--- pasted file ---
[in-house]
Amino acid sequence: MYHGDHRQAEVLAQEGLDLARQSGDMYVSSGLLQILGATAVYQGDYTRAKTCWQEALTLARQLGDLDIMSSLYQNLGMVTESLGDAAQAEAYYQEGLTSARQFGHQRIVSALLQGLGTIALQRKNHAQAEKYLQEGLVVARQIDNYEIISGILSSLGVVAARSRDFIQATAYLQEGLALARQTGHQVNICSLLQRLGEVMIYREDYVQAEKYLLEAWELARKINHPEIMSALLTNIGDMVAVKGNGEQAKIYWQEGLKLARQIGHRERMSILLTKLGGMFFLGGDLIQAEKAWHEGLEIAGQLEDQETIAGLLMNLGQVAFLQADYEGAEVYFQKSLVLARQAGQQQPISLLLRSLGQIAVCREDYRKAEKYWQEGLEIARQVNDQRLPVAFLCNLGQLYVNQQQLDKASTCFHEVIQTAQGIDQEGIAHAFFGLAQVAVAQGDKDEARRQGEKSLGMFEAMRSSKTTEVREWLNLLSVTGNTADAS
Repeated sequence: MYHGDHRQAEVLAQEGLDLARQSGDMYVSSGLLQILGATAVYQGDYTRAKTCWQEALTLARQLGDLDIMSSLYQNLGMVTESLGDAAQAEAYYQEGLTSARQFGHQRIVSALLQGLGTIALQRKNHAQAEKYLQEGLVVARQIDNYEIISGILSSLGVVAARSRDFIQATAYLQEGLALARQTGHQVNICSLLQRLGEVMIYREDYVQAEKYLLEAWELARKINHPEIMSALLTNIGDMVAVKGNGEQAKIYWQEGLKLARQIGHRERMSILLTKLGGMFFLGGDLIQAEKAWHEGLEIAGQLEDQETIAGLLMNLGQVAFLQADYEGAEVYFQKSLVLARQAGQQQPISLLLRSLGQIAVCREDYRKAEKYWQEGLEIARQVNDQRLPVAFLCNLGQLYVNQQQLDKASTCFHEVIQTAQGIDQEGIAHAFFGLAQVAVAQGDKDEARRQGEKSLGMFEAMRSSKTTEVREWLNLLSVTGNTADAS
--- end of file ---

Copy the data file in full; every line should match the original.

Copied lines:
[in-house]
Amino acid sequence: MYHGDHRQAEVLAQEGLDLARQSGDMYVSSGLLQILGATAVYQGDYTRAKTCWQEALTLARQLGDLDIMSSLYQNLGMVTESLGDAAQAEAYYQEGLTSARQFGHQRIVSALLQGLGTIALQRKNHAQAEKYLQEGLVVARQIDNYEIISGILSSLGVVAARSRDFIQATAYLQEGLALARQTGHQVNICSLLQRLGEVMIYREDYVQAEKYLLEAWELARKINHPEIMSALLTNIGDMVAVKGNGEQAKIYWQEGLKLARQIGHRERMSILLTKLGGMFFLGGDLIQAEKAWHEGLEIAGQLEDQETIAGLLMNLGQVAFLQADYEGAEVYFQKSLVLARQAGQQQPISLLLRSLGQIAVCREDYRKAEKYWQEGLEIARQVNDQRLPVAFLCNLGQLYVNQQQLDKASTCFHEVIQTAQGIDQEGIAHAFFGLAQVAVAQGDKDEARRQGEKSLGMFEAMRSSKTTEVREWLNLLSVTGNTADAS
Repeated sequence: MYHGDHRQAEVLAQEGLDLARQSGDMYVSSGLLQILGATAVYQGDYTRAKTCWQEALTLARQLGDLDIMSSLYQNLGMVTESLGDAAQAEAYYQEGLTSARQFGHQRIVSALLQGLGTIALQRKNHAQAEKYLQEGLVVARQIDNYEIISGILSSLGVVAARSRDFIQATAYLQEGLALARQTGHQVNICSLLQRLGEVMIYREDYVQAEKYLLEAWELARKINHPEIMSALLTNIGDMVAVKGNGEQAKIYWQEGLKLARQIGHRERMSILLTKLGGMFFLGGDLIQAEKAWHEGLEIAGQLEDQETIAGLLMNLGQVAFLQADYEGAEVYFQKSLVLARQAGQQQPISLLLRSLGQIAVCREDYRKAEKYWQEGLEIARQVNDQRLPVAFLCNLGQLYVNQQQLDKASTCFHEVIQTAQGIDQEGIAHAFFGLAQVAVAQGDKDEARRQGEKSLGMFEAMRSSKTTEVREWLNLLSVTGNTADAS